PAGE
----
Joseph K. Alter/ Con-Tech Systems LLC/ www. contechsystems.com
Conventional wind-turbine foundations are large pads of concrete some 20-m across and 2 to 3-m deep. These spread-footing foundations consume up to 500 to 700 cubic meters of reinforced concrete.
A recently developed foundation system is more efficient and environmentally friendly. It consumes up to 40% less concrete and up to 70% less reinforcing steel than traditional versions. The patented design (Canadian Patent No. 2,551,712) uses a Groutable Void Form (GVF) post-tensioning (PT) technique. In it, a void is created between the top of the ground anchor and the bottom of the concrete cap.
Ground anchors are 30 to 40 ft. long steel tendons that grab deep into the soil and rock below a foundation where they generate friction or grip to hold the foundation rigid against the overturning loads on the tower.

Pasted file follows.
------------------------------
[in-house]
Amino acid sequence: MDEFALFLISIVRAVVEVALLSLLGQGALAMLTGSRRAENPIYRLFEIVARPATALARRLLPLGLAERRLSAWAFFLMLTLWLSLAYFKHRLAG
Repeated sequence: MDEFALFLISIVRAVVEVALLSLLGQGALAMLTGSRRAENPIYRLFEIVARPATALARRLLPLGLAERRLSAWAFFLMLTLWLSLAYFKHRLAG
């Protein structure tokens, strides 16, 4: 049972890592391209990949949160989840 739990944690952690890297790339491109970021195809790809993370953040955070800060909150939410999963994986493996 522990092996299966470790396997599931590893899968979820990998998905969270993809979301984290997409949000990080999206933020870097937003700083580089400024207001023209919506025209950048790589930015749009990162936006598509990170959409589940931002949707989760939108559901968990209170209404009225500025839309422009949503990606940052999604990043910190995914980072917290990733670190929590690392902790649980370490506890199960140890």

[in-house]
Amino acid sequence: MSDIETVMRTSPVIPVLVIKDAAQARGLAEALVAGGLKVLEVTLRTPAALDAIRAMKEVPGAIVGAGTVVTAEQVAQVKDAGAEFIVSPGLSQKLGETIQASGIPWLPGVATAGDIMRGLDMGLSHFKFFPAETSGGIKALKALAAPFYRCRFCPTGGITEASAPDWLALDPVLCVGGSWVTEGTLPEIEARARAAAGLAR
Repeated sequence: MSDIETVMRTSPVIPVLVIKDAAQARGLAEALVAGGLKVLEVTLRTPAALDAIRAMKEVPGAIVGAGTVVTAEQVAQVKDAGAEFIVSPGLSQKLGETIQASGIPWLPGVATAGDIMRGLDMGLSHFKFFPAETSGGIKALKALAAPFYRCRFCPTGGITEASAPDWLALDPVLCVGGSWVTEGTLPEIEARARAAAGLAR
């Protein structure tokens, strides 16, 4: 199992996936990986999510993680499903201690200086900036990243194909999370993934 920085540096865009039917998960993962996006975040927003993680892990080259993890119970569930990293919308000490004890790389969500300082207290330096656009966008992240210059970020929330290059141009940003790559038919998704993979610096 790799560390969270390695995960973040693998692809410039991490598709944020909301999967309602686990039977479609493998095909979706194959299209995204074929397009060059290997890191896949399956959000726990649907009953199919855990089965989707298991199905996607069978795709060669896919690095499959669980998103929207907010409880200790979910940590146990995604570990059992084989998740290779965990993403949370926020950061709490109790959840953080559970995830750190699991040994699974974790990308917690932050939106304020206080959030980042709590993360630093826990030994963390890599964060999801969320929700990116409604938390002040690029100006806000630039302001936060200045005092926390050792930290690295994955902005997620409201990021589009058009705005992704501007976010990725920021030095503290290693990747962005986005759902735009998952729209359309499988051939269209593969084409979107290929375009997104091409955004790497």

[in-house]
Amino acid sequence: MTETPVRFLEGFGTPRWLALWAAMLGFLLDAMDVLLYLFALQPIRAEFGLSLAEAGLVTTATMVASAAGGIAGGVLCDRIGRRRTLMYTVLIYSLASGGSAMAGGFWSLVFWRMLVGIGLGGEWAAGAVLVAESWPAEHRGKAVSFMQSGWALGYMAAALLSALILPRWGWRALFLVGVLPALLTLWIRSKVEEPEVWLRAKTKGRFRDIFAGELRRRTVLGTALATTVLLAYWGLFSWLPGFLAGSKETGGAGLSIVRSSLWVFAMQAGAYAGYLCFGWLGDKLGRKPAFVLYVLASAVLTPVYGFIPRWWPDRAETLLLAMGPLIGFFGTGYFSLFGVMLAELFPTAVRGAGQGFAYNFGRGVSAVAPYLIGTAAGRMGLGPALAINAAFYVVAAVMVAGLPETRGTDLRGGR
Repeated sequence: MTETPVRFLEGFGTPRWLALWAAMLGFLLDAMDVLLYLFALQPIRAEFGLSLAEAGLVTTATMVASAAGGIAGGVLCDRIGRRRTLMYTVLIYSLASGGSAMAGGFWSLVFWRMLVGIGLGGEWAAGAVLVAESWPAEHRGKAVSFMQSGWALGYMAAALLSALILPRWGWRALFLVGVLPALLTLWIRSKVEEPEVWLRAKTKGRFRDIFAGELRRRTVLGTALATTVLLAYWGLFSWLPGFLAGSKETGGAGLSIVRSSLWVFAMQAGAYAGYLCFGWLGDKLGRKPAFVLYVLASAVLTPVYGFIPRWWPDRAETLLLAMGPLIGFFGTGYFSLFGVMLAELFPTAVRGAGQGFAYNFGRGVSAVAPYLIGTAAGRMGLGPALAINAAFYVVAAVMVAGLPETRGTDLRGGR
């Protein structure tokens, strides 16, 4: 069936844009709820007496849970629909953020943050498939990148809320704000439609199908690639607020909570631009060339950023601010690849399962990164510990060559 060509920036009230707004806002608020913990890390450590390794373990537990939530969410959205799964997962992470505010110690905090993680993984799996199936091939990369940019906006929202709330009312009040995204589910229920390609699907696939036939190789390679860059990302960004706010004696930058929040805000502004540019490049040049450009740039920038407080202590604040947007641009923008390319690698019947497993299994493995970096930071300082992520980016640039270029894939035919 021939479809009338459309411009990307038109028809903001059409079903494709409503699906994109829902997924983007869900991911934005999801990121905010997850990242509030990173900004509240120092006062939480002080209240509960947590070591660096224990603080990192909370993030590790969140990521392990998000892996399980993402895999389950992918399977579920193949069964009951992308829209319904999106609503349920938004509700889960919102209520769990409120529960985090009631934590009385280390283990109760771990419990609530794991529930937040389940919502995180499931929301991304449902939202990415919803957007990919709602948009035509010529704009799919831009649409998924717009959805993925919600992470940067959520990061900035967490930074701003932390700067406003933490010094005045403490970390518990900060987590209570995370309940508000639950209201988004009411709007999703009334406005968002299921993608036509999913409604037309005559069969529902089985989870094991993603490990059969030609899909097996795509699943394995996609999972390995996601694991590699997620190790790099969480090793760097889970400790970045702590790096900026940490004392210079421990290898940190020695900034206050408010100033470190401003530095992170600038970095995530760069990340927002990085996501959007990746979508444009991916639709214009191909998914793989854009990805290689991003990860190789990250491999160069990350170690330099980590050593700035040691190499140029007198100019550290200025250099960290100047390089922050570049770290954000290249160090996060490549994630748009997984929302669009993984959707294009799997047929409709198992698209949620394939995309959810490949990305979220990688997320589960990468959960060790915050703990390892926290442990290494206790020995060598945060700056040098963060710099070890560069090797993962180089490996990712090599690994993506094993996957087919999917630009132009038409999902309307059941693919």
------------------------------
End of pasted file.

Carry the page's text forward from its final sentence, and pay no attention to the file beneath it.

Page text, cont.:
Post-tensioning the ground anchors allows the void to collapse in a controlled manner pulling the cap down. The anchor moves about 0.125 to 0.25 in. Thereby transfering post-tensioning forces through the ground anchor to mobilize soil resistance. After the anchor is post-tensioned and locked off, the void is filled with a cementitous grout. Installed ground anchors are all proof tested to their maximum load and then locked off to a lesser load–the working design load.
The idea is to have the post-tension forces in the anchor always exceed any potential forces induced in the foundation by the overturning moments. The ground anchor then resists compression as well as tension forces thereby increasing foundation stiffness and eliminating cyclic loading in the soil. Fatigue stresses also become nil.
CTS engineering estimates are compared with spread-footing costs and presented in the table How foundation costs stack up. Construction cost estimates for a conventional or spread-footing foundation are from three qualified foundation contractors and provide evidence of the new foundation’s economic and environemental advantages.
Filed Under: Construction, News, Towers